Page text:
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Santa Monica Traffic Consultant Clarifies “NIMBY” Comment By Jason Islas Santa Monica Real Estate Company, Roque and Mark
Staff Writer

March 1, 2013 -- Traffic Consultant Jeff Tumlin, who came under fire from neighborhood groups this week for saying that Santa Monica politics were dominated by NIMBYs, said that he doesn't believe the term, which denotes residents reflexively opposed to development, is applicable to modern-day Santa Monica.

Tumlin, who became a consultant for the City in 2005, said that he has seen the discussion about development change dramatically from residents simply wanting to say no to development (NIMBY stands for “not in my back yard”) to a more nuanced understanding of how to control development.

“There aren't NIMBYs in Santa Monica in 2013,” Tumlin told The Lookout Thursday. “The debate is no longer about stopping development but shaping it.”

That, however, wasn't the case in 2005, Tumlin said. Then, the tone of the debate was much starker, he said.

“I think in 2005, the Santa Monica residents were right to oppose the development that they were seeing at that time because that development was making Santa Monica less like what citizens wanted Santa Monica to be,” he said.

Before the Land Use and Circulation Element (LUCE) was adopted in 2010, the City operated with the 1984 General Plan, which gave “no clear direction about how the City should move forward” with development, Tumlin said.

The line in his resume that caused all the trouble, he said, was written a few years ago, when the City had just finished finalizing the LUCE.

“For decades, Santa Monica politics had been dominated by NIMBYs who used traffic fear as their primary tool for stopping development,” Tumlin wrote in his resume.

Both North of Montana Association (NOMA) and Santa Monica Coalition for a Liveable City (SMCLC) began circulating a letter to the City Council, calling for the termination of Tumlin's contract after they discovered his online resume.

Tumlin’s resume goes on to say, “The city’s award-winning 2011 Land Use and Circulation Element update, however, commits to no net increase in vehicle trips, by locating all future growth near transit, establishing new neighborhood retail centers, imposing a multimodal transportation impact fee, and enacting more robust Transportation Demand Management requirements.”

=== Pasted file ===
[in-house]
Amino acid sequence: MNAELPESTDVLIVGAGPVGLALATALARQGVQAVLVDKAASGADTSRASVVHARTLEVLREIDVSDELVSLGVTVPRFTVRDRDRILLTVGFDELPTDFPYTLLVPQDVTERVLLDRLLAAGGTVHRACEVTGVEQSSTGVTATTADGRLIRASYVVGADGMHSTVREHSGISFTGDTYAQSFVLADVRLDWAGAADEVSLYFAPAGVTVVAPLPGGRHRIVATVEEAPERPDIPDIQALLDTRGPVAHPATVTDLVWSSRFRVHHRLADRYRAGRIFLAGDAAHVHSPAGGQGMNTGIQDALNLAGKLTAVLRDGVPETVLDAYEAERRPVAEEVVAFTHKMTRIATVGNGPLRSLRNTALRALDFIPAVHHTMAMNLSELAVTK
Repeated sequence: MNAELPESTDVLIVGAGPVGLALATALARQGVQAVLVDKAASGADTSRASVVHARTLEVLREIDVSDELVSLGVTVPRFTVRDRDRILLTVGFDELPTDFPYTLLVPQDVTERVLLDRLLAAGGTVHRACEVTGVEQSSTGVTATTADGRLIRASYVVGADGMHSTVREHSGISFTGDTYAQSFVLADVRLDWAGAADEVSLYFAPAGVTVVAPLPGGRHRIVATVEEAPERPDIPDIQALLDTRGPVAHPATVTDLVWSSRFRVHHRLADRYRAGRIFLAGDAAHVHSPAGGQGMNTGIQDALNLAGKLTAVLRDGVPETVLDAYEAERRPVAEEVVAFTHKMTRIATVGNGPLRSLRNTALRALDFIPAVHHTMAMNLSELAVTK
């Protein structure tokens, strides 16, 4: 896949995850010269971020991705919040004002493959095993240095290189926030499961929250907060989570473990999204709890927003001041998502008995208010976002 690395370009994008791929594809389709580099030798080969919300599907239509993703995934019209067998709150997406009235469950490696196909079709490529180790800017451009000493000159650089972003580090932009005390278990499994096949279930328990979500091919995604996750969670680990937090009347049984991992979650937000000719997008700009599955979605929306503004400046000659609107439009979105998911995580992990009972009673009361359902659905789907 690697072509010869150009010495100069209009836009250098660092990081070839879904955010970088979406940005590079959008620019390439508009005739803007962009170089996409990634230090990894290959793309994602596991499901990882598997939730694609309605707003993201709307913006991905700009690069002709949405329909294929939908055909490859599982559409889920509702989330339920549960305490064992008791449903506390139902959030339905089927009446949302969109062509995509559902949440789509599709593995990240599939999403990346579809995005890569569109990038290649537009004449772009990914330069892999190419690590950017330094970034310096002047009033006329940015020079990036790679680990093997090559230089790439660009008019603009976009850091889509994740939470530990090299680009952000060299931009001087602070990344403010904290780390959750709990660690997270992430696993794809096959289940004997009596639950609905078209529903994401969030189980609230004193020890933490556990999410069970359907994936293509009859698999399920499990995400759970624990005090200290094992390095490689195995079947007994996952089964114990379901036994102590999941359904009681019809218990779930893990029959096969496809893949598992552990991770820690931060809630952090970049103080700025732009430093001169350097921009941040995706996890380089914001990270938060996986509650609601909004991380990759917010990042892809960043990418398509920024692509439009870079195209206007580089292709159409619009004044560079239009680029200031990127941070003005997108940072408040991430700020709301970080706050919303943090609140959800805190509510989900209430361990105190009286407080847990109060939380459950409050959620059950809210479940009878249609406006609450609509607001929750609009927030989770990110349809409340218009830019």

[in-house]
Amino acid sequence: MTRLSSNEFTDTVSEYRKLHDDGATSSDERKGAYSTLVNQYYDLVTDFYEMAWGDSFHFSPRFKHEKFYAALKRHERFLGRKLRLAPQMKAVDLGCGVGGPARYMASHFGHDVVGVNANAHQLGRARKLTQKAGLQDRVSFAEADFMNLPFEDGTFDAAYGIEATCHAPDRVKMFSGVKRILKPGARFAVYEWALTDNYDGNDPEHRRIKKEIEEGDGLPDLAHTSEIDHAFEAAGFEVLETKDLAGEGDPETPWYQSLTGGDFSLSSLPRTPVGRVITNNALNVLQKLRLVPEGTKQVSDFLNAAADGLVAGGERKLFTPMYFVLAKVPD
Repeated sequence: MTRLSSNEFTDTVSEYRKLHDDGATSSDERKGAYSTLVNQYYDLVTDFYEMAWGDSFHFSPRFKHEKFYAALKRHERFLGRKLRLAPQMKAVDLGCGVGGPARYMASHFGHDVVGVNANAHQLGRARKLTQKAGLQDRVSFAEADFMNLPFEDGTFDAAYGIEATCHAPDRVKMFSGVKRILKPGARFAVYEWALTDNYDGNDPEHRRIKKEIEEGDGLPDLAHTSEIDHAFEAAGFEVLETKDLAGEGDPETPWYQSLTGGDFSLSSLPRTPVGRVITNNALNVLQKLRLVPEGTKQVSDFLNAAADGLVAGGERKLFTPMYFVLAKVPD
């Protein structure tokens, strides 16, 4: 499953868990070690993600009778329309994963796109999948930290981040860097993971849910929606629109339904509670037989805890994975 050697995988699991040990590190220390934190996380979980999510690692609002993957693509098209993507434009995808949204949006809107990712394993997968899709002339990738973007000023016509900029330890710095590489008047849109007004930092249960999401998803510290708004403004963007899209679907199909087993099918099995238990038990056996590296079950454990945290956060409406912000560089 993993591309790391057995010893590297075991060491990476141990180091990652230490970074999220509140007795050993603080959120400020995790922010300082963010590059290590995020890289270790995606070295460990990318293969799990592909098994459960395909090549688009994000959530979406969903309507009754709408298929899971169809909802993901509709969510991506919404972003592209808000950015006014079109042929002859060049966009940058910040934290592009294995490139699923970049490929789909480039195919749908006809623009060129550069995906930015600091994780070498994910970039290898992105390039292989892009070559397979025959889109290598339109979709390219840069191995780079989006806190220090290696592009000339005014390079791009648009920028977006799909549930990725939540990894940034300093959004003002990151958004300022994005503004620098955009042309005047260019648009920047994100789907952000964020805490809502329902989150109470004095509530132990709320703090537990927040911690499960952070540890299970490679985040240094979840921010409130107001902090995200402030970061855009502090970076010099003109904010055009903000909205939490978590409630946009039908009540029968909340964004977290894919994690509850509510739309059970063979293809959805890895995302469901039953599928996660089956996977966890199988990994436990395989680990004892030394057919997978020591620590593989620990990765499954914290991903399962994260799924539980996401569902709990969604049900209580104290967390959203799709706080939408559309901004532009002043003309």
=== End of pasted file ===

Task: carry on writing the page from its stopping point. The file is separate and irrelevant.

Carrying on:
Tumlin said that his statement was pointing out that the way Santa Monicans discuss development has changed.

“I'm proud of the way the development dialogue has changed,” Tumlin said. “We tried to help (residents) realize that simply saying 'No' to development only slows the pace at which everything gets worse.

“But saying yes to the right sort of development in the right place with the right design and the right mitigation,” he said.

Recently, Tumlin ruffled feathers when he talked about a plan to help mitigate traffic woes in the City.

Part of the plan would include reducing parking requirements for developments, especially along transit corridors to encourage people to use alternate means of transportation, in order to meet the LUCE's goal of no new net P.M. car trips.

With 35 large developments in the pipeline, residents are skeptical that traffic won't become worse.

“It does sound a little Alice in Wonderland-like to say there's going to be all this development and there will be less traffic than today,” Tumlin said.

But he added that if the LUCE is built-out, there would only be a 10 percent increase in “person trips.” That means, to meet the LUCE's goal, planners need to get a 10 percent reduction in P.M. trips or a baseline of 60,100 peak hour trips.

And that could happen “if employees and residents are given better transportation choices,” he said.

The downtown area of Vancouver has seen a 25 percent reduction in traffic as a result of similar planning, he said. Smaller cities like Boulder and Arlington have seen similar results city-wide.

Tumlin isn't discouraged by the reaction to his comments.

“I love working in Santa Monica largely because the passionate debate about the City's future,” Tumlin said. “Citizens are right to be proud” of their activism.

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